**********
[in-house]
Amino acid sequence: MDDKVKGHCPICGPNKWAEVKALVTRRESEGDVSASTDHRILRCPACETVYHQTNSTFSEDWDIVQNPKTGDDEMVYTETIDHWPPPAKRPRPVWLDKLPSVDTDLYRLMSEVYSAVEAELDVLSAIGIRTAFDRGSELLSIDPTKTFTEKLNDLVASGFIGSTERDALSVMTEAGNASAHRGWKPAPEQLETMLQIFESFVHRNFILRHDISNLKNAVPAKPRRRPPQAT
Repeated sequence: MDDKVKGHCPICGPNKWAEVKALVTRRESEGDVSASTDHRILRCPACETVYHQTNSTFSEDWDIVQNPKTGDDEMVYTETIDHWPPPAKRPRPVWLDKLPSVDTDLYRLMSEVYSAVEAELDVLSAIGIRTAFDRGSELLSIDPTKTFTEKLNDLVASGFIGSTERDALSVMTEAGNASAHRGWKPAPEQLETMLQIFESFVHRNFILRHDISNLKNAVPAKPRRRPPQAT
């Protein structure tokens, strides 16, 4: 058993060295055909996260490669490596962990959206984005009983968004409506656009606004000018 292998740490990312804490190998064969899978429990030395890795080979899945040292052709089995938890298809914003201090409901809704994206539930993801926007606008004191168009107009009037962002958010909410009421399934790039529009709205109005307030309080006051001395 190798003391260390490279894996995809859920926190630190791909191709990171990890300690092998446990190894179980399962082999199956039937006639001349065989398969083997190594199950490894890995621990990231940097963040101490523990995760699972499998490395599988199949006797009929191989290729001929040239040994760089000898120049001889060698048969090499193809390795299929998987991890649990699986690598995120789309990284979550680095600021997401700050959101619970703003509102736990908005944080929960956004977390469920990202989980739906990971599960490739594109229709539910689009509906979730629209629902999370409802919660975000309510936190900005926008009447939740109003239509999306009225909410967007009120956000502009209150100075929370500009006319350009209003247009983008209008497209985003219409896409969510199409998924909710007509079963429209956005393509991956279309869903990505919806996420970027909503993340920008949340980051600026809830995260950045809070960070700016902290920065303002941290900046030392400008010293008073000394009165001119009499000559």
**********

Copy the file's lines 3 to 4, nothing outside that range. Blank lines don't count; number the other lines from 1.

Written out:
Repeated sequence: MDDKVKGHCPICGPNKWAEVKALVTRRESEGDVSASTDHRILRCPACETVYHQTNSTFSEDWDIVQNPKTGDDEMVYTETIDHWPPPAKRPRPVWLDKLPSVDTDLYRLMSEVYSAVEAELDVLSAIGIRTAFDRGSELLSIDPTKTFTEKLNDLVASGFIGSTERDALSVMTEAGNASAHRGWKPAPEQLETMLQIFESFVHRNFILRHDISNLKNAVPAKPRRRPPQAT
């Protein structure tokens, strides 16, 4: 058993060295055909996260490669490596962990959206984005009983968004409506656009606004000018 292998740490990312804490190998064969899978429990030395890795080979899945040292052709089995938890298809914003201090409901809704994206539930993801926007606008004191168009107009009037962002958010909410009421399934790039529009709205109005307030309080006051001395 190798003391260390490279894996995809859920926190630190791909191709990171990890300690092998446990190894179980399962082999199956039937006639001349065989398969083997190594199950490894890995621990990231940097963040101490523990995760699972499998490395599988199949006797009929191989290729001929040239040994760089000898120049001889060698048969090499193809390795299929998987991890649990699986690598995120789309990284979550680095600021997401700050959101619970703003509102736990908005944080929960956004977390469920990202989980739906990971599960490739594109229709539910689009509906979730629209629902999370409802919660975000309510936190900005926008009447939740109003239509999306009225909410967007009120956000502009209150100075929370500009006319350009209003247009983008209008497209985003219409896409969510199409998924909710007509079963429209956005393509991956279309869903990505919806996420970027909503993340920008949340980051600026809830995260950045809070960070700016902290920065303002941290900046030392400008010293008073000394009165001119009499000559």